Arizona regulators move to place gas infrastructure moratorium on utilities

By Robert Walton, Utility Dive. 

Arizona regulators have refused to acknowledge the 15-year Integrated Resource Plans (IRP) filed by the state's investor-owned utilities, pushing them instead to consider more renewable energy and less natural gas-fired power.

The Arizona Corporation Commission also moved to place a moratorium on new gas plants 150 MW or larger through the end of this year, requiring utilities to consider energy storage and clean energy options first.

The IRP denials come as Arizona utility regulator Andy Tobin pushes a proposal for utilities to source 80% of their electricity from renewables and nuclear by 2050 and deploy 3,000 MW of energy storage by 2030.


Anaerobic digester project being planned near Yuma, Colorado

An anaerobic digester plant that would covert animal waste into a usable energy source, among other things, is being planned for south of Yuma.

The planned location is on County Road 34, approximately one mile east of Highway 59.

Sheldon Kye Energy and Harvest Operating LLC are teaming up to develop the digester. Both companies are headquartered in the metro Denver area. Brian Johnson is heading up the project for Sheldon Kye Energy, and Alan Nackerud is the Harvest Operating representative.

By the Yuma Pioneer. 


University of New Hampshire & Waste Management Team Up to Pump Landfill Gas for Energy

The partnership between Waste Management and UNH enables UNH to heat and power 75 to 85 percent of the campus and make money selling surplus energy to the grid.

By Arlene Karidis, Waste 360.

The University of New Hampshire (UNH) has powered its Durham campus on renewable energy for years. And when it was looking to expand in the space, it just so happened to be at a time when Waste Management was trying to figure out how to manage excess gas produced at its Rochester, N.H., landfill.



Closed-Loop Waste Management & RNG Fuel System Opens in Surrey

March 9, 2018 - Surrey’s Biofuel Facility officially opened today in the Port Kells industrial area. The $68 million facility is the first fully integrated closed-loop organic waste management system in North America. The facility will convert curbside organic waste into renewable biofuel to fuel the City’s fleet of natural gas powered waste collection and service vehicles. Under this closed loop system, waste collection trucks will literally be collecting their fuel source at curbside. Excess fuel will go to the new district energy system that heats and cools Surrey’s City Centre.

“Surrey has established a new sustainability benchmark in Canada with a state of the art facility that converts organic waste into renewable energy,” said Mayor Linda Hepner. “The Biofuel Facility will be instrumental in reducing community-wide greenhouse gas (GHG) emissions by approximately 49,000 tonnes per year, which is the equivalent of taking over 10,000 cars off the road annually. This reduction in greenhouse gas emissions will also completely eliminate the City of Surrey’s corporate carbon footprint of 17,000 tonnes per year.”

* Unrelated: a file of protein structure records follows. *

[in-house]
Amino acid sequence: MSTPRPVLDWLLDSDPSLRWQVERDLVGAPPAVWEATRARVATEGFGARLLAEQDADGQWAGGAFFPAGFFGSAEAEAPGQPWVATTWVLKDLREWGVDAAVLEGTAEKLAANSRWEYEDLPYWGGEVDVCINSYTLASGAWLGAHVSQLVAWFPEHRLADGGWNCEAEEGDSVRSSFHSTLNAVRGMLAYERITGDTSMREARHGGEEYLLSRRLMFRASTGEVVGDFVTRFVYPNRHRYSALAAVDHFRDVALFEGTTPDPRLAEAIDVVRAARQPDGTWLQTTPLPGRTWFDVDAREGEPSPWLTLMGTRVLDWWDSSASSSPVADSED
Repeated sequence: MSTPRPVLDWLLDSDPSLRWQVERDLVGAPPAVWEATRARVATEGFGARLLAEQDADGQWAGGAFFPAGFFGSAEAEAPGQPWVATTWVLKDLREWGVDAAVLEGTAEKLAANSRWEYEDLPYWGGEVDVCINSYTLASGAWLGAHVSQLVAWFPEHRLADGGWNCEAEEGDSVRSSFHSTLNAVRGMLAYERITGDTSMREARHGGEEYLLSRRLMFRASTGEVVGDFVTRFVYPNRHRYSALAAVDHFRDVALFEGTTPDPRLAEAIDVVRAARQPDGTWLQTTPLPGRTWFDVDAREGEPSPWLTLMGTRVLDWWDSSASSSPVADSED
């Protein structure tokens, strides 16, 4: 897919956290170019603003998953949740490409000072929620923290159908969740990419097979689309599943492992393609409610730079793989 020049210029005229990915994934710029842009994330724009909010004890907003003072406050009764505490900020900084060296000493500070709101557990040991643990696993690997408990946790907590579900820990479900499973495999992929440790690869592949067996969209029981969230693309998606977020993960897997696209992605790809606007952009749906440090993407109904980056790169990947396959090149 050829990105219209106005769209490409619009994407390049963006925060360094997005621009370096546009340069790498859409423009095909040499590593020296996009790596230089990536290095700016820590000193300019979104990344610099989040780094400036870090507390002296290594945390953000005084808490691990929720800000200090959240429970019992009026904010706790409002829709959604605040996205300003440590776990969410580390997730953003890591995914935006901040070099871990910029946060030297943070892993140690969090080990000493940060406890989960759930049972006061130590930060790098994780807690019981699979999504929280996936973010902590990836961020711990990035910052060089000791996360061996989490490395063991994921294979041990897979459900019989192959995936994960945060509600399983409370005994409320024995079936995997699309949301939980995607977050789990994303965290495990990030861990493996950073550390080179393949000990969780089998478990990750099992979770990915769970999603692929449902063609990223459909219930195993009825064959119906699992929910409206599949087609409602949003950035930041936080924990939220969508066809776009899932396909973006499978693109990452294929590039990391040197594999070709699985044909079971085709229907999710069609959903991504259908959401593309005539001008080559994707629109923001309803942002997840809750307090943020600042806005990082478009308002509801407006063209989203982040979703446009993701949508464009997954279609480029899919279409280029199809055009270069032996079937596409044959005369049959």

Welch & Udall Propose Changes to RVO Process & Eventual RFS Phaseout in New Bill

By Erin Voegele, Biomass Magazine.

On March 8, Rep. Peter Welch, D-Vt., and Sen. Tom Udall, D-N.M., introduced companion bills that aim to dismantle the Renewable Fuel Standard and sunset blending obligations for conventional, advanced, cellulosic, and biomass-based diesel fuels.

The acts, titled the “Growing Renewable Energy through Existing and New Environmentally Responsible Fuels Act,” or more simply, the “GREENER Fuels Act,” would phase out the corn ethanol mandate, cap ethanol blending at 9.7 percent, create a fee of 10 cents per renewable identification number (RIN) to support an environmental initiative, and alter the cellulosic mandate. The National Corn Growers Association and several other groups are speaking out against the bill, with the NCGA noting “this legislation seeks to kill our most successful American renewable energy program.”


City of Portland and NW Natural Commemorate Opening of Natural Gas Fueling Station Linked to Upcoming RNG Project at City Wastewater Treatment Plant

Commissioner Nick Fish announces first milestone in “Poop to Power” project - opening of natural gas fueling station at wastewater treatment plant

By City of Portland, Oregon Bureau of Environmental Services.

(March 8, 2018) - Commissioner Nick Fish and the Bureau of Environmental Services today announced the opening of a natural gas fueling station at the City’s wastewater treatment plant.  The station will offer a clean-air alternative to diesel for City vehicles operating at the plant in industrial North Portland.

The natural gas fueling station is the first milestone in Environmental Services’ Renewable Natural Gas initiative, also known as the “Poop to Power” project. The station will provide fuel for the first natural gas vehicles in the City’s fleet. Initially, vehicles will fill up on natural gas from conventional sources, but once the full project is complete in 2019, the station will operate on renewable natural gas (RNG) produced as a byproduct of wastewater treatment.